Prompt diagnosis of pulmonary tuberculosis (TB) is necessary to minimize the risk of transmission to patients and health care providers. We sought to identify factors that could facilitate establishment of the diagnosis at an urban hospital in the United States and to determine rates of antibiotic resistance.
Cases of pulmonary TB were reviewed, and epidemiological, clinical, and microbiological data were analyzed.
Fifty-one patients with pulmonary TB were identified during a 5-year period. Five (10%) of the patients identified were positive for human immunodeficiency virus. Among the 5 US-born patients, 2 had no identifiable risk factors for TB. Classic signs, symptoms, and laboratory abnormalities were not reliable for identifying TB patients. Four patients (2 of whom were positive for human immunodeficiency virus) had initial chest x-rays read as normal by radiologists. Sputum smears and culture were negative in 24% and 14% of patients, respectively. Sputum samples collected every 8 hours were similarly sensitive for detecting TB compared with samples collected once per day. Drug resistance was frequent, including 1 case of multidrug-resistant and 2 cases of extreme drug-resistant TB. One-third of patients required treatment modification owing to a combination of toxicities or the susceptibility profile of their infecting organisms.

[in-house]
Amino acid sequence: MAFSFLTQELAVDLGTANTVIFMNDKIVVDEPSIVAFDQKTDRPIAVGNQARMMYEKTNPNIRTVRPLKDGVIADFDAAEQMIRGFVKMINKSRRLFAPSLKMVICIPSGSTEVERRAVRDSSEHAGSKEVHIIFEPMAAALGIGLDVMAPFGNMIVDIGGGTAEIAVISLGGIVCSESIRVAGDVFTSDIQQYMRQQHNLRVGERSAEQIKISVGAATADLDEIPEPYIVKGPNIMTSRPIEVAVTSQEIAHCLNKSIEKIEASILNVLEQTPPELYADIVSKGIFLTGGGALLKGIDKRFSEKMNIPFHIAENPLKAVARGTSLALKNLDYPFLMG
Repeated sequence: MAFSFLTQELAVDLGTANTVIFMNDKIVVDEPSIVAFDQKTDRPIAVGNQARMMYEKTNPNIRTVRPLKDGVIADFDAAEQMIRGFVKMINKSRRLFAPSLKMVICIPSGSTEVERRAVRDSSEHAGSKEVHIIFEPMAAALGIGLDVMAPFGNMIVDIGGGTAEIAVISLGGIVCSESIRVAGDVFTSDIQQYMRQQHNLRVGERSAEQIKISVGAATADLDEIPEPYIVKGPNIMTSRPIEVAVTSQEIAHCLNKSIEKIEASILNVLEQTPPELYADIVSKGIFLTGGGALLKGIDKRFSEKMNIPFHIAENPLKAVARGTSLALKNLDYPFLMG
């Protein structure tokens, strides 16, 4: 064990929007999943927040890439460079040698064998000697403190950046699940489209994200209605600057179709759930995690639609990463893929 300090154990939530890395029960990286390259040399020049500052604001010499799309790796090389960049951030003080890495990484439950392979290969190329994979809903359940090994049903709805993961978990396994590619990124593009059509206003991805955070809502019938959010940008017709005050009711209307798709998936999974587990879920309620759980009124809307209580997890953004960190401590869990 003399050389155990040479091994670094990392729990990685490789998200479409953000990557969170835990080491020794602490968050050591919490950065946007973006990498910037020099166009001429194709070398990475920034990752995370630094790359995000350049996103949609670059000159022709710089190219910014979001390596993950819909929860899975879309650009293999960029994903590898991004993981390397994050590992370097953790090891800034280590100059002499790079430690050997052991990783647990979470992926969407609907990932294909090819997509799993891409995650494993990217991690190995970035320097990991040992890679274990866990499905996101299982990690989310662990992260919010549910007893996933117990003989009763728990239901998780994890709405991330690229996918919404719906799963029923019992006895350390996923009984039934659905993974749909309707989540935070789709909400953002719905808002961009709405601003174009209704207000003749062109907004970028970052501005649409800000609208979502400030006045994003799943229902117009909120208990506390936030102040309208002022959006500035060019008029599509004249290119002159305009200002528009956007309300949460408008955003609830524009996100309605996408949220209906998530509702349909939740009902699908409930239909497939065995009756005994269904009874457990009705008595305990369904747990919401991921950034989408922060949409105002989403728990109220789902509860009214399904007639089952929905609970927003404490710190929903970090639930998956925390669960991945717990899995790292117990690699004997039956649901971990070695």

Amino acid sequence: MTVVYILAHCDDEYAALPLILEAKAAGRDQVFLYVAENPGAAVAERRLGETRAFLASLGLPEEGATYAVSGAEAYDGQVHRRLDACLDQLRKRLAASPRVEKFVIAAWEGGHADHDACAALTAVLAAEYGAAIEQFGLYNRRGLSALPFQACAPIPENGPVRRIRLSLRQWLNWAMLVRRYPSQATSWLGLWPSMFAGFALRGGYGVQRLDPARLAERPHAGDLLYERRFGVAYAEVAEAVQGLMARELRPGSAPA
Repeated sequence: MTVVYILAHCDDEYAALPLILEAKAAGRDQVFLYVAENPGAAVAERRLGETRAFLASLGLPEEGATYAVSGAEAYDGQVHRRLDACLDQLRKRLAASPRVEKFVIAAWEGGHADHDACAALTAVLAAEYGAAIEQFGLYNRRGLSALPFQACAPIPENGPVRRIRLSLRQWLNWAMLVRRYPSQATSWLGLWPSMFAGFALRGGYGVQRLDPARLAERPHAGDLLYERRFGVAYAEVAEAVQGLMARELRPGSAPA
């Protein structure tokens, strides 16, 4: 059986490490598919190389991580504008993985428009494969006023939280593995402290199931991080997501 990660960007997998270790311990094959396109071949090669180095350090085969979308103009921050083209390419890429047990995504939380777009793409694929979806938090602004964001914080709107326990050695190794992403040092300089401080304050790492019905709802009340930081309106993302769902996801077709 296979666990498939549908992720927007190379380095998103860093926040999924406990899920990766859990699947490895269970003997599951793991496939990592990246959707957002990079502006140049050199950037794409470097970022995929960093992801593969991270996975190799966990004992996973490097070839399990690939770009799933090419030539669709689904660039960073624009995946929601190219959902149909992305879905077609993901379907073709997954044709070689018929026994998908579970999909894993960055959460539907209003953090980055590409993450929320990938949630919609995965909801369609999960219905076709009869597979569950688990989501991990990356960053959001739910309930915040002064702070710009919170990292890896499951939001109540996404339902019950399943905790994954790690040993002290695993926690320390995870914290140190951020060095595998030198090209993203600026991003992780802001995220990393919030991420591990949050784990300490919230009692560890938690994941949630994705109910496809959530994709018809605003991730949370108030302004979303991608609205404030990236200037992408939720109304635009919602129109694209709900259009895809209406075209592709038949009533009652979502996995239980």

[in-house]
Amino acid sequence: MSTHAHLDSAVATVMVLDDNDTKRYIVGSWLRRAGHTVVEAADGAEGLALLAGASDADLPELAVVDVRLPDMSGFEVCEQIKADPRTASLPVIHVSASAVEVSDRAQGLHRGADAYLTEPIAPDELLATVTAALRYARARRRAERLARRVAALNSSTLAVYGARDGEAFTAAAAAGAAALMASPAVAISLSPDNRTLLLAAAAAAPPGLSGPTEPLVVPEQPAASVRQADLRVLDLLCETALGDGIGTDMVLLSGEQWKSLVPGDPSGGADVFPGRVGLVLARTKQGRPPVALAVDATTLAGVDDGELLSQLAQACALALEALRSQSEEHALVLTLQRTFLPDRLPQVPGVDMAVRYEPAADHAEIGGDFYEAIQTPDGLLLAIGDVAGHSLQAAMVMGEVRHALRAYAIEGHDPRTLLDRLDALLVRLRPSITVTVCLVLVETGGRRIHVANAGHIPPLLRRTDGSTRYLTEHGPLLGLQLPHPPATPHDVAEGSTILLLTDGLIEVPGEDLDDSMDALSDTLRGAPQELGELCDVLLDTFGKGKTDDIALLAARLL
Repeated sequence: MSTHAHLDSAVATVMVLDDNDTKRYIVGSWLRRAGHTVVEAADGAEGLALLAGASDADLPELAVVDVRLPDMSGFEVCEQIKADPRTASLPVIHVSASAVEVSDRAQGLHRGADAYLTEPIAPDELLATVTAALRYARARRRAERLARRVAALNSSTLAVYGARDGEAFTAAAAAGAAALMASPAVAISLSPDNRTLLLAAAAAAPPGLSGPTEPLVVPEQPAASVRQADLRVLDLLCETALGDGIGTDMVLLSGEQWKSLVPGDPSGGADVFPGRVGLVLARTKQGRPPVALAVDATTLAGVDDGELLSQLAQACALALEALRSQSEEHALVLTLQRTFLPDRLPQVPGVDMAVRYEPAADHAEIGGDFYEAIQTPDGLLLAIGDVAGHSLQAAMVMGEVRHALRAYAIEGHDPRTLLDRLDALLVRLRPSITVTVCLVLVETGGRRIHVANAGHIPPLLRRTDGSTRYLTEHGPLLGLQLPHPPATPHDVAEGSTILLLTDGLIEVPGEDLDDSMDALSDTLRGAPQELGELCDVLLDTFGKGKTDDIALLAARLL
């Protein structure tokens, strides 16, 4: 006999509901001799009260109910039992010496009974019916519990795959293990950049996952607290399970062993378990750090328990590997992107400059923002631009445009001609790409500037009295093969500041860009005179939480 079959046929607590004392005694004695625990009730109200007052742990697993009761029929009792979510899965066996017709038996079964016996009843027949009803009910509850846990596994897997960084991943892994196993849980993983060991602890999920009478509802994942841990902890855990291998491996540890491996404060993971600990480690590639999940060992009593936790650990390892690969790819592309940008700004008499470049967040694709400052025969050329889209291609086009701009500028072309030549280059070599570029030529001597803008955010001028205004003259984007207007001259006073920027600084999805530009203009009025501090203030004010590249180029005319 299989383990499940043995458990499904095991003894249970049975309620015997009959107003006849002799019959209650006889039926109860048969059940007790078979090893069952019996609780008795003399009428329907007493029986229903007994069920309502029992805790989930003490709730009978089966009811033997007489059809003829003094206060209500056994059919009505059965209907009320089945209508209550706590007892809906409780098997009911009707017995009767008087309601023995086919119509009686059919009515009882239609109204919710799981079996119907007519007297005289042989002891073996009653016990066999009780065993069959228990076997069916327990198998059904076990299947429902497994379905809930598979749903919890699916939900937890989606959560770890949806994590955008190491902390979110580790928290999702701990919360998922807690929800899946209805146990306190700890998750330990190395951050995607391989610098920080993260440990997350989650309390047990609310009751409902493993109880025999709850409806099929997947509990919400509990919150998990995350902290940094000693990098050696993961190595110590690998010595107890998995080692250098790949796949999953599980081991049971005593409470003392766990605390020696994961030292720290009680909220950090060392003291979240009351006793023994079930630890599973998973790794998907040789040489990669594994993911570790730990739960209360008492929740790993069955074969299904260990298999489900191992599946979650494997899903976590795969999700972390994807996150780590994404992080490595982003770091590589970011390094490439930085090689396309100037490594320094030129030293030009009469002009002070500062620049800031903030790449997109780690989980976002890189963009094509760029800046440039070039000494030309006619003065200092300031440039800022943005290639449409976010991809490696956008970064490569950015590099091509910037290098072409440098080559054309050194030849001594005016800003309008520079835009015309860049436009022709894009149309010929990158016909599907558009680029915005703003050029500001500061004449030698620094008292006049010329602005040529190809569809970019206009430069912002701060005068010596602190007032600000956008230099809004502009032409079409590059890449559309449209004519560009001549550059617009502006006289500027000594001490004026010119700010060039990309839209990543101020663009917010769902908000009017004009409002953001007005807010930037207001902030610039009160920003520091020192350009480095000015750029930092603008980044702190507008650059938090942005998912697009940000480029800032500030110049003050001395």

A high index of suspicion must be maintained to make the diagnosis of TB in the United States, given frequent lack of classically described signs or symptoms of infection. Our findings support the use of sputum testing every 8 hours, which requires substantially less in-patient resources than once-daily testing. Antibiotic resistance and drug toxicities commonly complicate treatment.
From the Divisions of *Infectious Diseases and †General Internal Medicine, Los Angeles Biomedical Research Institute at Harbor, University of California-Los Angeles Medical Center and ‡David Geffen School of Medicine, University of California-Los Angeles, Los Angeles, CA.
Correspondence to: Brad Spellberg, MD, 1124 W Carson St, Torrance, CA 90502. E-mail: firstname.lastname@example.org.
The authors have no conflicts of interest to disclose.
Brad Spellberg is supported by the National Institute of Allergy and Infectious Diseases grants R01 AI081719, AI072052, and AI077681.